Thu, Mar 02, 2017 - Page 16 News List

Japan trounce All-Stars to level series

SOLO HOMER:Japan’s Yamada Tetsuto smashed a solo homer against CPBL starter Cheng Kai-wen in the first frame, and Samurai Japan led the scoring from then on

By Jason Pan  /  Staff reporter

Members of the CPBL All-Stars and cheerleaders pose for a photograph in Fukuoka, Japan, yesterday.

Photo: Lin Cheng-kung, Taipei Times

Japan took advantage of Taiwanese defensive errors and shaky pitching to pile on string of runs in the middle innings on their way to trouncing the CPBL All-Stars 9-1 yesterday, leveling the friendly baseball series at one win each.

It was a good result for the Samurai Japan team, the official name of national squad, for its tune-up preparations ahead of its opening game in the World Baseball Classic next week, and for CPBL players to test their mettle against top-level competition.

Japanese starter Sugano Tomoyuki, ace pitcher for the Tokyo Yomiuri Giants, registered the win, tossing four scoreless innings and leaving his team in front when replaced in the fifth frame by right-hander Ishikawa Ayumu of the Chiba Lotte Marines.

Leadoff batter Yamada Tetsuto smashed a solo homer against CPBL starter Cheng Kai-wen of the Chinatrust Brothers in the opening frame, and Samurai Japan led the scoring from then on, adding more runs from the fifth to seventh innings.

CPBL scored through second baseman Lin Wei-ting, who hit a double to the wall and next batter, Chen Chieh-hsien, sent him home on an RBI-single in the seventh.

In Tuesday’s first game of the series, slugger Wang Po-jung of Lamigo Monkeys earned rave reviews from Japanese baseball officials and fans when he went three-for-three, with a two-run homer and three RBIs, for CPBL to record an 8-5 win.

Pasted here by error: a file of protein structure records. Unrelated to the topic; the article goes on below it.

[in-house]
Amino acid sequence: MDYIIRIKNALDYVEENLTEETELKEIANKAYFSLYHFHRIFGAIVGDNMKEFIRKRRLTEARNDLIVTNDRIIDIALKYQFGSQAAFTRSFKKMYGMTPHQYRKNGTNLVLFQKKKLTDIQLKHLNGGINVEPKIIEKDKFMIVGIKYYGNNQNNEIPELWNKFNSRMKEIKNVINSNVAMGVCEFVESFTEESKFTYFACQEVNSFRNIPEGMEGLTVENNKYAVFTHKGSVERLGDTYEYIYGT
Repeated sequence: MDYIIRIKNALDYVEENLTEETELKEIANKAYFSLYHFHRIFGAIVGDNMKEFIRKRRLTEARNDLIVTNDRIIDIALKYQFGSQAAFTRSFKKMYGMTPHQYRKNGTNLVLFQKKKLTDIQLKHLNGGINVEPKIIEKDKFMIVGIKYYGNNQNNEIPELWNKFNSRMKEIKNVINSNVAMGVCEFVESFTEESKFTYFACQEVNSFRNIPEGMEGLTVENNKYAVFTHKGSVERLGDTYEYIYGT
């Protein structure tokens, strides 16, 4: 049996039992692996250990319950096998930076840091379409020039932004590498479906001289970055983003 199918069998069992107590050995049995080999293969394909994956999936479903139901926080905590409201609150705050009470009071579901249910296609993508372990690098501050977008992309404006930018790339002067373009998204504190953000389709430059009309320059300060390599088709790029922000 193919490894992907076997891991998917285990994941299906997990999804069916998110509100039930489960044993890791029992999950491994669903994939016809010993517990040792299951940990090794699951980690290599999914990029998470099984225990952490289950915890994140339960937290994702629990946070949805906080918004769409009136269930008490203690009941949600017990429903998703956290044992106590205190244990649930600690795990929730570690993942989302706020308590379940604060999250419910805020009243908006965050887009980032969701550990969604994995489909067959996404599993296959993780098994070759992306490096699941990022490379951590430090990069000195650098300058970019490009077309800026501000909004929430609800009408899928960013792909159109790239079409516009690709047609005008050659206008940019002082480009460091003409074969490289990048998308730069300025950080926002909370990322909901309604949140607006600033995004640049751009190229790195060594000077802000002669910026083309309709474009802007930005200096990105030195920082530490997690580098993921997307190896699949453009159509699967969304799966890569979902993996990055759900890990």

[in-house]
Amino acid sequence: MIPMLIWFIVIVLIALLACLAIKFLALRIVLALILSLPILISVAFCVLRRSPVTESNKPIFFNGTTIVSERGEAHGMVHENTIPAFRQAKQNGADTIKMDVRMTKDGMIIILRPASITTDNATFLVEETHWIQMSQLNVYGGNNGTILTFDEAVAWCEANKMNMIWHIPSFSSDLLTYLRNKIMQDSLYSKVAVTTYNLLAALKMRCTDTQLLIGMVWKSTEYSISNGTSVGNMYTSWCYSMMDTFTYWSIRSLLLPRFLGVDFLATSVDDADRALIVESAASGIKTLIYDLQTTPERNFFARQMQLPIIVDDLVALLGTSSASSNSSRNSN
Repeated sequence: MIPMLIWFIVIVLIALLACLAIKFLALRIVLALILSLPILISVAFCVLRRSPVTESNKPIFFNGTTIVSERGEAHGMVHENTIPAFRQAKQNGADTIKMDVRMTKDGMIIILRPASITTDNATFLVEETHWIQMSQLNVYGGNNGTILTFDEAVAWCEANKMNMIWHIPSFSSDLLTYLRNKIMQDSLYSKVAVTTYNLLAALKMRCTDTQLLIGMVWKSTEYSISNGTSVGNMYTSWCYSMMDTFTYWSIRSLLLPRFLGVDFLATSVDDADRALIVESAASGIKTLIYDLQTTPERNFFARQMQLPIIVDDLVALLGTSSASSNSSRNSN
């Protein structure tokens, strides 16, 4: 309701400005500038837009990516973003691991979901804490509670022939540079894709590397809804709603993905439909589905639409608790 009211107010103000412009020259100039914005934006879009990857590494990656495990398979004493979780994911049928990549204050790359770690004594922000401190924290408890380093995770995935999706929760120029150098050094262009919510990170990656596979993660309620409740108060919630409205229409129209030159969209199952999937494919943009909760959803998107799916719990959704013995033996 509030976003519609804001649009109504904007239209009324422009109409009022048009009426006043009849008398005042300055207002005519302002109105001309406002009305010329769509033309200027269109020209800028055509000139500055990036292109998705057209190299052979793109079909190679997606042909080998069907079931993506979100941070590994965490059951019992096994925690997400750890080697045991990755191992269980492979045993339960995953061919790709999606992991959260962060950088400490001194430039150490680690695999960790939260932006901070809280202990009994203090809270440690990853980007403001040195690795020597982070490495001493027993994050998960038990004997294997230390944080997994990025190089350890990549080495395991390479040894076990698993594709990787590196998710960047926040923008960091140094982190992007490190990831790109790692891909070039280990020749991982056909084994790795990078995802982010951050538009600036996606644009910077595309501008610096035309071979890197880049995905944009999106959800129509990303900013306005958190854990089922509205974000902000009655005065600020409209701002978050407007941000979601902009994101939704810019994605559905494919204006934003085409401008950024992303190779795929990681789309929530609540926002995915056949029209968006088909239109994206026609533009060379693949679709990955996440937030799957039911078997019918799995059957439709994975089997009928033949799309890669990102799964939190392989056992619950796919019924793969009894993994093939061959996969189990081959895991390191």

Both games took place at the Fukuoka Dome in Japan, with Wang “The King” starring after being the Taiwanese league’s MVP last year, setting records for 200 hits and 130 runs scored, a 0.414 batting average and finishing among the top players in home runs, RBIs, slugging percentage and total bases.

The media have linked Wang with pro teams in Japan, South Korea and the US.

While he signed a five-year contract with Lamigo in January, there are reports of an escape clause for him to go play overseas.

“It’s exciting to come to Japan and I am happy to have a good performance with the home run and several hits,” Wang said after Tuesday’s game. “I know there are pro scouts watching me tonight, so it’s good to show what I am capable of.”

“Of course, I would like to challenge the pro leagues in Japan and US, and if can have the chance to go to US, I would like to be listed in the 40-man roster and at least start from 2A and above levels,” he said.

That first contest in the series featured six Lamigo players, including Wang and all-star catcher Lin Hung-yu, which exposed Taiwan’s baseball power struggle between the CPBL with its four pro ballclubs, and the CTBA, the national baseball governing body.

Due to long-running disputes over control of players and a host of political and financial issues, CPBL and CTBA clashed through the years, and with the bad blood reaching a boiling point last year, as the owners of the Lamigo Monkeys announced their team and players would boycott the World Baseball Classic and not play for the national squad in this year’s international competitions.

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